I was 16 years old in 1986 when I met Mona. Mona was friends with my then boyfriend, she was 22 and recently widowed. Her husband had died of AIDS, she had it. I remember hugging Mona, but still feeling nervous about it. Before I was 17 she had called me at home from the hospital. She said she had pancreatitis and she felt like she was dying.
I never heard from Mona again. I assume she died, probably not that week.
I met Gene when I was 17. He was my best friend’s brother. He was HIV positive. He drove an enormous blue convertible and would park it in random places and we’d all hop out of the car and dance to “Losing My Religion” at the loudest possible volume.
I met Steven and Frank when I was 19. Steven and I were instantly joined at the hip. We loved each other. He’d tell me about his sisters back home and how much I reminded them of him. We got our puppies at the same time, we did our hair and nails together, we danced until the sun came up, and we held hands all the time.
Frank died when I was 21. His parents did not want Steven at the funeral. They were cruel to everyone from West Hollywood and angry with Frank for being gay.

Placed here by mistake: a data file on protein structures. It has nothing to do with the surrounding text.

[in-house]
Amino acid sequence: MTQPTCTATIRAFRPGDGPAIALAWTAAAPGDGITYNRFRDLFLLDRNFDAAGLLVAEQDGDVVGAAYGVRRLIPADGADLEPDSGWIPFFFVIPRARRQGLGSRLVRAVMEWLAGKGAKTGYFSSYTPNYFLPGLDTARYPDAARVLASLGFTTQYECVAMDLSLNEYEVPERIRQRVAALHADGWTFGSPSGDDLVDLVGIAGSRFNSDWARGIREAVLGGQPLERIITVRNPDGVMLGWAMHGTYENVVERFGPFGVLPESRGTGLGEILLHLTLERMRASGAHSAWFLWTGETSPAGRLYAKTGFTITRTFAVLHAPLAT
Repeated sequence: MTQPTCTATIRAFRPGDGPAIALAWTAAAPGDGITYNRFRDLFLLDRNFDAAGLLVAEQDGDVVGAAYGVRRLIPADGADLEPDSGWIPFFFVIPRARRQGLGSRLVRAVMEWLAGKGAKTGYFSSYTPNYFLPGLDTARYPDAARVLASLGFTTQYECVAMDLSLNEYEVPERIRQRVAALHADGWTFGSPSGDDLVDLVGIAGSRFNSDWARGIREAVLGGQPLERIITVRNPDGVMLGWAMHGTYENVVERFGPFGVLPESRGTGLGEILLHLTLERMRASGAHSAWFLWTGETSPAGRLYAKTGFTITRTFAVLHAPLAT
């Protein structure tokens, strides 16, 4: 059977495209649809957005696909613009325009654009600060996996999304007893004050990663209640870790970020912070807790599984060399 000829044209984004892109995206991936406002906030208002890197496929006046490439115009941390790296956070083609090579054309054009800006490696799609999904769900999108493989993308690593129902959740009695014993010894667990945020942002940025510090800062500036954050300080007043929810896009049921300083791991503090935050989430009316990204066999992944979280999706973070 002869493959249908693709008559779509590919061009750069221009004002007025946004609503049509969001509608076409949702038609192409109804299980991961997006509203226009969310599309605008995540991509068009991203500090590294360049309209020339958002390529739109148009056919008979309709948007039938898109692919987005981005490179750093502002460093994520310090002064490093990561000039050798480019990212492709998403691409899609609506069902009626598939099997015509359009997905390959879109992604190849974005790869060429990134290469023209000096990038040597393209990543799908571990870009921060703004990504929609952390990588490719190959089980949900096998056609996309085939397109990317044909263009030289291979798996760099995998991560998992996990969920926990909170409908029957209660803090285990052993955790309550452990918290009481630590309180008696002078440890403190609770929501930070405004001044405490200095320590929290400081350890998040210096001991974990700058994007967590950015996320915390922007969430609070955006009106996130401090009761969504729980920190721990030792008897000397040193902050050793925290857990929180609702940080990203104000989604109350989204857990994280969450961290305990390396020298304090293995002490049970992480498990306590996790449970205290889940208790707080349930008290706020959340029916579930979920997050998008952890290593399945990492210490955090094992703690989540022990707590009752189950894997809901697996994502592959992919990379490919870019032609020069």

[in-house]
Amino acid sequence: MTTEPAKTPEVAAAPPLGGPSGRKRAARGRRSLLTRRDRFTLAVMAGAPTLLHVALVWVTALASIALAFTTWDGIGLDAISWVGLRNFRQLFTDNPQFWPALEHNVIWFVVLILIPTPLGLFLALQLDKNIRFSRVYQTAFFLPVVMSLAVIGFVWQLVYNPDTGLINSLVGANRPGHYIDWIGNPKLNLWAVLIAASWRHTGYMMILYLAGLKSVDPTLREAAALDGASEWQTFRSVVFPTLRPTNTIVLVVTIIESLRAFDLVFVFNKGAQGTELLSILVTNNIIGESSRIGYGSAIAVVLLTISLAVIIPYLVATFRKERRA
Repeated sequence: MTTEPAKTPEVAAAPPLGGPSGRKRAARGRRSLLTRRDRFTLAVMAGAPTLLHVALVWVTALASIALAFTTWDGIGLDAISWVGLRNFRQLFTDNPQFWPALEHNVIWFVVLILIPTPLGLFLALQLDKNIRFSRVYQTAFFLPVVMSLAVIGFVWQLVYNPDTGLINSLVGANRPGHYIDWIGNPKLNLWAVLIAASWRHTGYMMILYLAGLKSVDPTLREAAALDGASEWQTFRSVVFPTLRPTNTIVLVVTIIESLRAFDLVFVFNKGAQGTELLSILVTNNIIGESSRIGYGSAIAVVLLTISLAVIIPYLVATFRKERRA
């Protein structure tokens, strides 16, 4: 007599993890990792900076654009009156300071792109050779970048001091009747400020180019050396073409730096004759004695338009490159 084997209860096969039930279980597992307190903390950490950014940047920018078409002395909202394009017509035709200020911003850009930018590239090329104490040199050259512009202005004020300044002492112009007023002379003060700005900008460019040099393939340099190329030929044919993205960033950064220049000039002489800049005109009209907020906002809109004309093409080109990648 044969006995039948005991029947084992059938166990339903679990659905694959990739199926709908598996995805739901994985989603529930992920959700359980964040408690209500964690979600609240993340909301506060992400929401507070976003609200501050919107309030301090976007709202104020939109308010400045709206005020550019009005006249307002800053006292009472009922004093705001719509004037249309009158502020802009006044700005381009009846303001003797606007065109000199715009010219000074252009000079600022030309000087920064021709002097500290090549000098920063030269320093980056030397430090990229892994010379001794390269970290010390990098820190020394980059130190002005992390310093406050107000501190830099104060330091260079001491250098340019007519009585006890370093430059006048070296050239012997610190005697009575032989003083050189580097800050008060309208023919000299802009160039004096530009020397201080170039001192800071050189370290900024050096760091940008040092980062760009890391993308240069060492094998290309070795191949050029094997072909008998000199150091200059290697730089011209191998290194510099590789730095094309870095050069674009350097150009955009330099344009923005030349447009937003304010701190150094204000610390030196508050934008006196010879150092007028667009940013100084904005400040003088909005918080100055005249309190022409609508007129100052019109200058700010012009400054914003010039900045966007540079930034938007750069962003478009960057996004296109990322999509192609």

Gene died of AIDS when I was 23, sort of. He was dying, there was nothing left to him, so he hurried it along with a bag full of pills. It made sense at the time, and everyone was excruciatingly careful to not help him. We wouldn’t even pick up his prescriptions for him. We didn’t want to be called murderers.
We sat at his bedside, a dozen of us, and sang “Michael Row Your Boat Ashore” while Gene ate poison applesauce that he’d prepared himself. For another dozen hours men laid in bed with him chanting Ohm. When Gene stopped breathing we called the funeral home and left his body for them.
When Steven died in 2007 part of me died with him.
This morning my brother sent me an email. It read:
Read the last sentence of the abstract.
I sat at my desk and cried. I never thought this would happen in my lifetime.
In conclusion, our results strongly suggest that cure of HIV has been achieved in this patient.